In 1870-72, John Marius Wilson's Imperial Gazetteer of England and Wales described Pill like this:
PILL, a village and a chapelry in Easton-in-Gordano parish, Somerset. The village stands on the river Avon, at the boundary with Gloucester, near the Avon's mouth, near the terminus of the Bristol Port and Pier railway, and near the site of the Roman Ad Sabrinam on the Julian way, 5 miles N W of Bristol; is the Bristol pilotstation, inhabited chiefly by pilots; and has a post-office‡under Bristol. The chapelry was constituted in 1860. Pop., 1,800. Ham-Green House is a chief residence. The living is a p. curacy in the diocese of Bath and Wells. Value, £116. Patron, the Rev. H. Mirehouse. The church was built in 1860; and is a cruciform edifice, in the decorated English style, with a bell turret. There is a charity school.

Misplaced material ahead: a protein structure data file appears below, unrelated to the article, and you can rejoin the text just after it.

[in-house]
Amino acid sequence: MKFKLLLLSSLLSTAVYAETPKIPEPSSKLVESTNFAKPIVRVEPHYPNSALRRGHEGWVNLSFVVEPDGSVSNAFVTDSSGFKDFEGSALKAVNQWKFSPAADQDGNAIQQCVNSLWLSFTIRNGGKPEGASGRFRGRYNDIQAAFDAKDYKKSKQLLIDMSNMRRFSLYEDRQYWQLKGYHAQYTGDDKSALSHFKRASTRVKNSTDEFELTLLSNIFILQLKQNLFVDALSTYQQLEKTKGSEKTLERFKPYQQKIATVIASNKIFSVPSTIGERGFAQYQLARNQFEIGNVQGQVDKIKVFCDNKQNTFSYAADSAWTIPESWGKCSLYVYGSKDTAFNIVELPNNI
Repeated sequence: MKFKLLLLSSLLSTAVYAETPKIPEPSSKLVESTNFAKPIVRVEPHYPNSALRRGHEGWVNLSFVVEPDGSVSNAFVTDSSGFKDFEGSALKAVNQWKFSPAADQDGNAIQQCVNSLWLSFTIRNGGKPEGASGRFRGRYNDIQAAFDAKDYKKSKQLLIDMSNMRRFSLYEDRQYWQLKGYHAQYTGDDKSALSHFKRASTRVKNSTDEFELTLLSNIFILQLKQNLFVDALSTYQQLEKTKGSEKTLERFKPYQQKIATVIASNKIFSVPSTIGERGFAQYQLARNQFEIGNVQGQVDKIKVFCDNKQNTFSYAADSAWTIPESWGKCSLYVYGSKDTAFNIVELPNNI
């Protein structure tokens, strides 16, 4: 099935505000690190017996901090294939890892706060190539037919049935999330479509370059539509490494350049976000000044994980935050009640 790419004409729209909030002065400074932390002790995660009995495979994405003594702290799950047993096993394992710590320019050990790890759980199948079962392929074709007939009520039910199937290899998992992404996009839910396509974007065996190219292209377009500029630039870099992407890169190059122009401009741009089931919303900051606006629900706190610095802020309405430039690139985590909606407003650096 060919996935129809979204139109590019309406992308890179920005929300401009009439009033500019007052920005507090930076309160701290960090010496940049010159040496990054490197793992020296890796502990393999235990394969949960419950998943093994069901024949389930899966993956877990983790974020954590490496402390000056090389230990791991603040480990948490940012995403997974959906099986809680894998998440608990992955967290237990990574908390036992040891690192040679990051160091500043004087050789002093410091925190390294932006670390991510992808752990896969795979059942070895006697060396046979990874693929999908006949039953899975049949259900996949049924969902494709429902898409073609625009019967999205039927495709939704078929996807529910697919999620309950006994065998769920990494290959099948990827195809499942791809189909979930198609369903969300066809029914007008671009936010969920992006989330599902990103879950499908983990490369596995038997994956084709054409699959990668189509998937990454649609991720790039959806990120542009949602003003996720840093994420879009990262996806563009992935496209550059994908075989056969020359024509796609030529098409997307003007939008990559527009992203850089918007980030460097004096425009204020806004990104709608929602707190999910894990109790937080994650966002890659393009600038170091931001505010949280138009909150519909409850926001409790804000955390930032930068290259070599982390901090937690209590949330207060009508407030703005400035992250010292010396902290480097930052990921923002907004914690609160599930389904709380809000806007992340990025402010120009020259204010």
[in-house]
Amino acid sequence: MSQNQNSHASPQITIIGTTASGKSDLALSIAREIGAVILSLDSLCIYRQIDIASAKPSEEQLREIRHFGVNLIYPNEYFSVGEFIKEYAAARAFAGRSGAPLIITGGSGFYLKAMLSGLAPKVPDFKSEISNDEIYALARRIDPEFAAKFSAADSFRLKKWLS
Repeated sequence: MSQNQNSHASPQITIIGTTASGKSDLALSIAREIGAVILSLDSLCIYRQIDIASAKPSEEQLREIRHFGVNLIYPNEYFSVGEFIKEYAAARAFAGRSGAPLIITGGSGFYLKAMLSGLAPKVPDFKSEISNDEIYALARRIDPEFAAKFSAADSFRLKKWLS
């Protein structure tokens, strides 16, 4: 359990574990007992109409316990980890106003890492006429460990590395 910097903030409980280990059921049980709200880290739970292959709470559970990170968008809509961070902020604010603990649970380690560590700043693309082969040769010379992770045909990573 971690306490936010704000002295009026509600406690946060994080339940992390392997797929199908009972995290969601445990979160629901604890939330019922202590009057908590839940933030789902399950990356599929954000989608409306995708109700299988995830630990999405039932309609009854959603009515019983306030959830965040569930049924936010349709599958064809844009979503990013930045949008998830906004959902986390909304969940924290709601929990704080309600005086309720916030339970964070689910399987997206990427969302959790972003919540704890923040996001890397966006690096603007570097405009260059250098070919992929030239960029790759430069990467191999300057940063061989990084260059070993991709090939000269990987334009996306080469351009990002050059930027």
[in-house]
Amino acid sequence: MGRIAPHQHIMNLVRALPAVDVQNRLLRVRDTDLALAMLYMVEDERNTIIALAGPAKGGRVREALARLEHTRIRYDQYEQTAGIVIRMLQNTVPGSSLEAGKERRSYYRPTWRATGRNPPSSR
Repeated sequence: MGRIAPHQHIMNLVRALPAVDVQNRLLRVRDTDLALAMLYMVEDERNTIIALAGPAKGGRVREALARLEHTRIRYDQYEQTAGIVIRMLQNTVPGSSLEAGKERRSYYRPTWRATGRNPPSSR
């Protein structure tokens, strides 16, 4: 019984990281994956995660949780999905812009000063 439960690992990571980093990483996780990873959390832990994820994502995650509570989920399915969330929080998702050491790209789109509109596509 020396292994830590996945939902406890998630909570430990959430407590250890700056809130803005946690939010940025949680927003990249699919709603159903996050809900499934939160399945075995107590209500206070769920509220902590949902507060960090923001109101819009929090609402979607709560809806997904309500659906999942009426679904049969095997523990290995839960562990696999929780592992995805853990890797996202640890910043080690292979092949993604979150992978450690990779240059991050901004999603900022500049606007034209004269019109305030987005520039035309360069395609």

A Vision of Britain through Time includes a large library of local statistics for administrative units. For the best overall sense of how the area containing Pill has changed, please see our redistricted information for the modern district of North Somerset. More detailed statistical data are available under Units and statistics, which includes both administrative units covering Pill and units named after it.
GB Historical GIS / University of Portsmouth, History of Pill in North Somerset | Map and description, A Vision of Britain through Time.
Date accessed: 21st May 2013
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